Sen. Cal Kawamoto, D-Waipahu, said he planned to vote against the candidates because they would not support his plans for the West Oahu campus, and his “63-year-old body did not have enough life in it to wait another 25 years to have the campus built” (he said he worked on getting it built for 25 years to date). Oddly, Kawamoto did not ask some of the other regent candidates about the West Oahu campus, and in fact voted for one candidate who had spoke out adamantly against the proposed project, saying the state does not have the capital to pursue the construction of a whole new campus at this time.
Sen. Bob Hogue, the only Republican allowed to serve on the Senate education committee, stood his ground against the four of six Democrats present at the hearing who were determined not to confirm the governor’s nominees. He said their hostility toward On and Sultan “smacked of partisanship” and that their arguments against them were “disingenuous.”
Sens. Ron Menor, D-Mililani and Suzanne Chun Oakland, D-Nuuanu, voted with Hogue against the chairman’s recommendation, saying they did not have a strong enough reason to vote against the nominees and also wanted the chance to interview them further. Menor twice reserved the “right” to later vote against the nominees if he found additional information that was not presented at the hearing.
Supporters of the governor’s nominees say they believe On and Sultan were targeted, not because they were unprepared, disinterested, in-experienced, not humble or disrespectful toward the Democrats on the committee, as the Democrats purported. Rather because both candidates had a background in accounting and were adept with numbers and budgets, something the Democrats feared would lead to the uncovering of massive fiscal improprieties at the University of Hawaii once they were actively serving on the board and had the expenditures available to them.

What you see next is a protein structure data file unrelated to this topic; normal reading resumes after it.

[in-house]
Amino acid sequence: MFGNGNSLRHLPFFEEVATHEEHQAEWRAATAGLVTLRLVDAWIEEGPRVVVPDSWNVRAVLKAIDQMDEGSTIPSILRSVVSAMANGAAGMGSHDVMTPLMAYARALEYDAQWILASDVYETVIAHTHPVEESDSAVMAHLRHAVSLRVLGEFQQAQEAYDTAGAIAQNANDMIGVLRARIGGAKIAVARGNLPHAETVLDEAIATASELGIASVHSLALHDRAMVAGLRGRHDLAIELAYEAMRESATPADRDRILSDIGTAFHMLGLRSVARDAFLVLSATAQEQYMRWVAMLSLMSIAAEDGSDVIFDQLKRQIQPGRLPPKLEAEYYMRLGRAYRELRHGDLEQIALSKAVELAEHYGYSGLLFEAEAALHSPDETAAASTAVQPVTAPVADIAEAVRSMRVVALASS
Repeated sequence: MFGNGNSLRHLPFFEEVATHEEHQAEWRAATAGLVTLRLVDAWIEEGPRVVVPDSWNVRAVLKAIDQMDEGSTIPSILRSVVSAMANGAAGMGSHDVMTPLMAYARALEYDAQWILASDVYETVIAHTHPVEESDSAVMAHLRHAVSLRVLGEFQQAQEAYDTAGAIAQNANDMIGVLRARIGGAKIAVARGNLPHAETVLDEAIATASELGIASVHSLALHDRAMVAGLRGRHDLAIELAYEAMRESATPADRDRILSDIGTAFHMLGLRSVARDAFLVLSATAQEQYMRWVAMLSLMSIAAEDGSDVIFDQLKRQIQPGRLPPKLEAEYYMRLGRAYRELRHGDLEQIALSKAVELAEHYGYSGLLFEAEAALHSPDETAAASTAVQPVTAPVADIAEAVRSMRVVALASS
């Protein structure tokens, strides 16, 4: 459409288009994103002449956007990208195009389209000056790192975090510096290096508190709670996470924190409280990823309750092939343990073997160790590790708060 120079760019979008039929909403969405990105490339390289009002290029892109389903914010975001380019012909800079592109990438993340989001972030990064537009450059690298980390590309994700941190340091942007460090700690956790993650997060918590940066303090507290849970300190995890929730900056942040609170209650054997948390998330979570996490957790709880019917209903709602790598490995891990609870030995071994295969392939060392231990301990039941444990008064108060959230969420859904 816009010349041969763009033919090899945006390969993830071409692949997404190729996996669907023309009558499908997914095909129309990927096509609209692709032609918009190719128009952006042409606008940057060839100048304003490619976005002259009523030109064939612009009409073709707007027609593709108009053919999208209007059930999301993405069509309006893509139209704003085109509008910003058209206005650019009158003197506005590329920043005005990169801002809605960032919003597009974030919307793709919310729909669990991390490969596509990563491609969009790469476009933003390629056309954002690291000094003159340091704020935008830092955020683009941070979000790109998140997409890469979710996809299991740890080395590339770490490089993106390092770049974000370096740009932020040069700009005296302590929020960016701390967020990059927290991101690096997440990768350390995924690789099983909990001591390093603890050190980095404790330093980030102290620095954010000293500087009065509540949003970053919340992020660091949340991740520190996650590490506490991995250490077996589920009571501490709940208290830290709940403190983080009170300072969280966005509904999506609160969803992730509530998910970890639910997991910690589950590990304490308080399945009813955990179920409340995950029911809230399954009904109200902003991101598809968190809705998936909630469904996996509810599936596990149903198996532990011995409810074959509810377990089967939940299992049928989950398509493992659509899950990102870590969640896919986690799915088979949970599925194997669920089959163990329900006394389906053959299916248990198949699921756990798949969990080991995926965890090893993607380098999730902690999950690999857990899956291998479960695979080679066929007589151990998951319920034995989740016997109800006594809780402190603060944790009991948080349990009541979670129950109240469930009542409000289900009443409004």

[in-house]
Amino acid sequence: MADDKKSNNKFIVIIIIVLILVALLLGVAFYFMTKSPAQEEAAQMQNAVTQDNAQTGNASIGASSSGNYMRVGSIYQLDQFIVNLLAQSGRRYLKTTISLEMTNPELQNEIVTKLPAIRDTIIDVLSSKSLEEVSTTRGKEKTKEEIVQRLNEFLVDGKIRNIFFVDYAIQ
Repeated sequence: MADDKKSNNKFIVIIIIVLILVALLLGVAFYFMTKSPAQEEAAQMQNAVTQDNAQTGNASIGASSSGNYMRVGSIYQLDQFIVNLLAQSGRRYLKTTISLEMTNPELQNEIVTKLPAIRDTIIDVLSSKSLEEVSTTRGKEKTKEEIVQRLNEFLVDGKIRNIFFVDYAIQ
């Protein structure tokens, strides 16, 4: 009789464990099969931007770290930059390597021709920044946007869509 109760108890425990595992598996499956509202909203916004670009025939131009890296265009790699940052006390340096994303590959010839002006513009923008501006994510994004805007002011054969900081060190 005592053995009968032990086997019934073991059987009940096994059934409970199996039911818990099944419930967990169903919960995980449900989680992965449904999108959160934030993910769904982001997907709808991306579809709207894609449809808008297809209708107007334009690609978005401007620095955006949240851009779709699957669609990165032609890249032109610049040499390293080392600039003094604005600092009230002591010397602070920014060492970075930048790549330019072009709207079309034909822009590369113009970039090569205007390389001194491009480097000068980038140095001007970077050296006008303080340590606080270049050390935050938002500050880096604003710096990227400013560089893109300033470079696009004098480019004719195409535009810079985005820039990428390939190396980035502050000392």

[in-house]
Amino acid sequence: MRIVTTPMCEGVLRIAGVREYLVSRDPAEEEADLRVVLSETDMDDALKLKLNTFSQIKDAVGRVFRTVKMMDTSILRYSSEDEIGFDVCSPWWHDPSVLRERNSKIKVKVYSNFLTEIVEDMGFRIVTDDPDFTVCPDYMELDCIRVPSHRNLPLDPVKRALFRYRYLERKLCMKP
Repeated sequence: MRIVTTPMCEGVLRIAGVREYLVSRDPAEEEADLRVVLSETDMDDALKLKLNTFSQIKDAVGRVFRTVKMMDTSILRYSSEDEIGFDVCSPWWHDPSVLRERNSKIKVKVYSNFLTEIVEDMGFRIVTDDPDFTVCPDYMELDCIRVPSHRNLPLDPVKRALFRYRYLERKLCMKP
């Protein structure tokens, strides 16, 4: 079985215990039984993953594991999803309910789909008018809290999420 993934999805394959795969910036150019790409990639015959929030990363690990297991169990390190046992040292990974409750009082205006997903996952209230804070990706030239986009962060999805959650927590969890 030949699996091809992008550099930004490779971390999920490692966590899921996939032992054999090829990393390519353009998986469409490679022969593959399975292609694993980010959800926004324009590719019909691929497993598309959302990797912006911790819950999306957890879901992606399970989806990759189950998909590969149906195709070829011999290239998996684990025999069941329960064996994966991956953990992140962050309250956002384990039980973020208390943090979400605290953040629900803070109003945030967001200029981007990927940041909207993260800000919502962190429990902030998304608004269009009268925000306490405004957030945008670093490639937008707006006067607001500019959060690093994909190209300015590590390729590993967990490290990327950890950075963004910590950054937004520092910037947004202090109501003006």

Allan Ikawa of Big Island Candies and another regent who formerly owned Cheap Tickets, Michael Hartley, resigned their positions earlier this year because of concerns over the University’s lack of financial management.
Democrats also seemingly feared the governor’s nominees, four who had reportedly supported her in her campaign for governor, would move to fire University of Hawaii President Evan Dobelle, who endorsed Lingle’s opponent for governor in 2002, and who also continues to pick fights with the governor in the press. Tsutsui asked Sultan flat out if he had any plans to fire Dobelle. Sultan said no.
Behind the layers of the hostility, there was yet even another story. Kim, who also is vice president of the Senate, sent questions to the Democrat members to ask the candidates for her as she was not on the committee. She allegedly was upset with the governor, who did not confirm her candidate of choice for the Hawaii Tourism Authority. Kim chairs the tourism committee and oversees all tourism-related matters that come before the state Senate, including the management, finances and appointments to the Authority.
Kim was not available for comment today as she was in conference committees, however Hemmings, who hotly debated Kim over the candidates on the Senate floor Thursday night, says he believes the candidates are not being confirmed for all the reasons cited. Those include the unwillingness of the Democrats to have Republican-appointed accountants more closely examine the University’s finances, be able to fire Dobelle and in retaliation for the governor’s unwillingness to confirm the Democrat’s choice to the Authority.
Despite the controversy, the governor has refused to withdraw her two nominees under fire.
Hemmings, who says he is disappointed with the Democrats who are exhibiting a double standard with a Republican governor’s nominees, says he also does not appreciate some of the “adversarial questioning” select candidates have gone through.
Tonight, during the 6:30 p.m. session at the state Capitol, the decision over whether to confirm the governor’s nominees is expected to come to the full Senate for a vote. Hemmings says he hopes tonight, or whenever the confirmation vote does occur, that “cooler heads will prevail” and common sense will rule over partisanship and politics.